Last month, the ATO released statistics showing small business is responsible for 12.5% ($11.1 billion) of the total estimated ‘tax gap’.
These new figures give visibility to tax compliance issues within the small business sector and indicate where we can expect ATO resources to be focussed now and in the future.
The tax gap estimates the difference between the tax collected and the amount that would have been collected if everyone was fully compliant with the law.
Australia’s small business community is doing comparatively well with international figures showing gaps in this same sector of between 9% and 30%.
ATO Deputy Commissioner Deborah Jenkins says that some small businesses are making mistakes with their tax, but these are often unintentional errors which are easily fixed.
To combat these errors, the ATO have ramped up their ‘visits’ to small businesses to monitor compliance, and educate business operators on compliance expectations with the goal of reducing the black economy (estimated to be 64% of the total small business tax gap). The ATO plans to visit almost 10,000 businesses this financial year.
If the ATO turn up at your business, they may spot check how you are recording your sales and the records for the past day or so. They may also check payroll records to ensure that staff are ‘on the books’ and superannuation entitlements are being met. If something does not look right in an initial assessment, it’s likely the ATO will expand their enquiries to other elements of the business.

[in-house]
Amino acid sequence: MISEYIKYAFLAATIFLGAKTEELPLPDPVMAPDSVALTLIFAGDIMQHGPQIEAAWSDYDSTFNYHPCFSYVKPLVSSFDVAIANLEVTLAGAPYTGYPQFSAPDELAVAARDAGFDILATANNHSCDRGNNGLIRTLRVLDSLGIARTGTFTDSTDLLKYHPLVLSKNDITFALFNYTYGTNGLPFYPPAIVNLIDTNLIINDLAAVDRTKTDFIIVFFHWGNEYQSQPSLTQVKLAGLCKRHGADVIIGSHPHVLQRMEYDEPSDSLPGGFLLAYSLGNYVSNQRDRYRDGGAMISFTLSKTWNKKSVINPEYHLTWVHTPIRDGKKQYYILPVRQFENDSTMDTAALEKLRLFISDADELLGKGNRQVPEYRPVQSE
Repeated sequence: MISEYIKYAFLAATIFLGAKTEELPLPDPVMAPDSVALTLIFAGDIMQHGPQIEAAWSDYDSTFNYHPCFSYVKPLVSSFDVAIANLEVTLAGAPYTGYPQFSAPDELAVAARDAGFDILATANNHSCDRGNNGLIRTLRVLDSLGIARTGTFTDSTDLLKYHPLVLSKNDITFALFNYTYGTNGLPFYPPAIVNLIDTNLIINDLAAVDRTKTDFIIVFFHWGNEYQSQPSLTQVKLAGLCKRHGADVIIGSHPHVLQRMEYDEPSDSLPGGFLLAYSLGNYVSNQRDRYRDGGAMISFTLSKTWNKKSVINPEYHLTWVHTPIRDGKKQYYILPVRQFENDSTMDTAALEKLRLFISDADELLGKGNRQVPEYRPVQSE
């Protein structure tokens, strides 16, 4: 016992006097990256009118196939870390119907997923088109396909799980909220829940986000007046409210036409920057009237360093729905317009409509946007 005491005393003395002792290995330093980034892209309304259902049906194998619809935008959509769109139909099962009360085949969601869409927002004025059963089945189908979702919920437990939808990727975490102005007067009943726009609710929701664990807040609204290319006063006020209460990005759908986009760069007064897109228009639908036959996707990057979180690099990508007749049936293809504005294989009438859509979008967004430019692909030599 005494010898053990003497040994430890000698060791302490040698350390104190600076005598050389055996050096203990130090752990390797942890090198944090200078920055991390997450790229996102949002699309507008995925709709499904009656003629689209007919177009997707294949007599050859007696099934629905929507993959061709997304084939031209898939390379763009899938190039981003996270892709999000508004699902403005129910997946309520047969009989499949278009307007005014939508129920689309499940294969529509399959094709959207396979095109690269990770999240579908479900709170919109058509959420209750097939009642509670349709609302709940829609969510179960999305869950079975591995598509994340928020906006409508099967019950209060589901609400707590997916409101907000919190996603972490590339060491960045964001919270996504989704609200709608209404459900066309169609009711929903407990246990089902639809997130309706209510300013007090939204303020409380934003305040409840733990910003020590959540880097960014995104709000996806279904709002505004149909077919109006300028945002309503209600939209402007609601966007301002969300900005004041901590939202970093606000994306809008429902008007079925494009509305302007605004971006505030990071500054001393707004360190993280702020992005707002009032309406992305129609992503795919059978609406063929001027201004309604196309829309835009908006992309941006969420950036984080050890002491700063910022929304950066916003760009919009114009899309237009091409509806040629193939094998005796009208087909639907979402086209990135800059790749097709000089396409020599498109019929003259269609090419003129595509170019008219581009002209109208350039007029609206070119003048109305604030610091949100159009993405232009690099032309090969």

The ATO states that the three main drivers of the small business income tax gap are:
Not declaring all income
Failing to account for the private use of business assets or funds, and
Not sufficiently understanding tax obligations.
The small business tax gap estimate is based on a sample of 1,398 randomly selected businesses for the 2015-16 income year (around 0.03% of the small business population). The ATO are looking to expand that sample to 2,000 businesses. However, one of the criticisms of the tax gap analysis has been the size of the sample group, particularly given that ATO resources are allocated on a return on investment basis.